Designing a sports app first as a new vehicle is a tremendous mistake and a sure sign of weak strategy behind its development. If a sports app mobile developer chooses a news-first approach, they’re guaranteed to encounter a disappointed audience and heavy competition from existing news outlets. Jack Welch is famous for mandating that General Electric be the first- or second-ranked business in its verticals. Right now, typical sports apps have very few differentiators, leaving users with a selection of mediocre choices.
When the Washington Post sends a push alert about Kristin Armstrong winning the road cycling time trial, users are going to engage with the Washington Post’s proactive content and ignore other content living passively within other apps. Additionally, most organizations developing sports apps will struggle to maintain the kind of journalistic prowess required to build a great content app that users want to return to multiple times daily. Today’s mobile app audience gives new apps just a few seconds to make a solid impression. If the value that your app provides users is unclear or too similar to the rest of the apps on their phones, then the chance of the app succeeding is slim.
A Gold Medal for Missed Opportunities
Sports apps that are meant to be installed on a device for an indefinite period of time can be forgiven for having a heavy focus on “news” content. Users view these apps as an inside look at the ever-changing world of sports, and use the app as a resource for the frequent to occasional browse. The Olympic Games, or any other time-bound event, is completely different. The time to shine is short and competitive.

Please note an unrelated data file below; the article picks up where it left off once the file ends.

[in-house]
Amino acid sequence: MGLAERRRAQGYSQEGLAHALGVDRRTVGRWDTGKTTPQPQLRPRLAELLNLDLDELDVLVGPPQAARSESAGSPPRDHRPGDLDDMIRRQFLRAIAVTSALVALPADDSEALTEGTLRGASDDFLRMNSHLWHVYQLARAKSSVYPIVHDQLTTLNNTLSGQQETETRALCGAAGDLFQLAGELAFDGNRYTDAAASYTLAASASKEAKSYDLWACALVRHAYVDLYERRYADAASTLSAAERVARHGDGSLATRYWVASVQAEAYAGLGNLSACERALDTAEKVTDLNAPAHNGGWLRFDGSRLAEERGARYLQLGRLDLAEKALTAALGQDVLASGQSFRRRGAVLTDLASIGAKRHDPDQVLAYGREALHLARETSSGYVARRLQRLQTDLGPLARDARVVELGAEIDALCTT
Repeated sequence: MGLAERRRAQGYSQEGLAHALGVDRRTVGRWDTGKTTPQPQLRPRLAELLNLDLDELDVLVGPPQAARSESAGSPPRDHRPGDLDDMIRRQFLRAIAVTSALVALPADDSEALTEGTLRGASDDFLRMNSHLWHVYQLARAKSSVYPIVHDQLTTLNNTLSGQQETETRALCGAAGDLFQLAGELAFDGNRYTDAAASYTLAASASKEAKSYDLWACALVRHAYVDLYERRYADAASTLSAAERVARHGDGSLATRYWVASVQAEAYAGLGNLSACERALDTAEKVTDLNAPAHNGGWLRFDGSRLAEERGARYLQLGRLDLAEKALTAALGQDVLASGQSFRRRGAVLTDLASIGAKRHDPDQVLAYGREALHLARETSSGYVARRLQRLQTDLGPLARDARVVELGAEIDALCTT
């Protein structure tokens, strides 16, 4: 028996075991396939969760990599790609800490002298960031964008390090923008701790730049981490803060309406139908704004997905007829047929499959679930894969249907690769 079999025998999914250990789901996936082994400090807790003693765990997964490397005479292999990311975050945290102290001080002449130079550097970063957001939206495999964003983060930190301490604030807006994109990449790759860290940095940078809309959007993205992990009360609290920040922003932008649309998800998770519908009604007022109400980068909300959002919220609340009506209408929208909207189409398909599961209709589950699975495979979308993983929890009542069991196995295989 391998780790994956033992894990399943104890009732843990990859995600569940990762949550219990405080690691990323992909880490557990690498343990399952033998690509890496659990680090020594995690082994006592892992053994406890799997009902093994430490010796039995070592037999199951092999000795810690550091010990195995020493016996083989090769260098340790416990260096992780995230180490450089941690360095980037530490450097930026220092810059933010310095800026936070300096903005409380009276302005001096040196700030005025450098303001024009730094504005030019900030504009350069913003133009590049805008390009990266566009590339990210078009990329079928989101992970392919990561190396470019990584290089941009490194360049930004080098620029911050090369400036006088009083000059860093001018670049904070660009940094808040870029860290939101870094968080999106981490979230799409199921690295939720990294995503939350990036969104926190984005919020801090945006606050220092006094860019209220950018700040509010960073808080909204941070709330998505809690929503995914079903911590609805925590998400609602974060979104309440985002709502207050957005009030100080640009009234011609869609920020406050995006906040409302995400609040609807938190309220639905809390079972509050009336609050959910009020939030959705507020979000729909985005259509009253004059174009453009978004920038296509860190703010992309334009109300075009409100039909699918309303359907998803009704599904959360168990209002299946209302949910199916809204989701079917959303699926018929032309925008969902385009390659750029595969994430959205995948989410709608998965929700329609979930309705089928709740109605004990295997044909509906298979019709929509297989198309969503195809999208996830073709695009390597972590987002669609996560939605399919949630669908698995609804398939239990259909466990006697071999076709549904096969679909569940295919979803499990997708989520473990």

From a market perspective, the entire world cares about the Olympics for one month every other year. This means that app makers have an extremely limited opportunity to positively engage with this captive audience. And, if app reviews are to be trusted, people are disappointed with this year’s Olympics’ app options. Said another way, if app reviewers were gymnastics judges — you get the metaphor.
Like the Olympics, app makers competing in the arena of sports apps have a massive opportunity to redefine how sports should be “done” in the mobile space. While creating the Copa America app, we started design with a single question: “What creates a memorable experience for soccer fans?” What we learned was that, while the blocking and tackling (think features like stats, news, and highlights) was definitely important, creating an environment where the fan could feel and interact with the heartbeat of the tournament was core to getting those users to come back each day.
From a fan’s perspective, a unique part of the Olympics is that events are happening around the clock — there is very little downtime. This means that fans have the chance to see something amazing happen — a world record broken, a massive upset victory, or even a colossal failure (the internet loves those) — at any moment.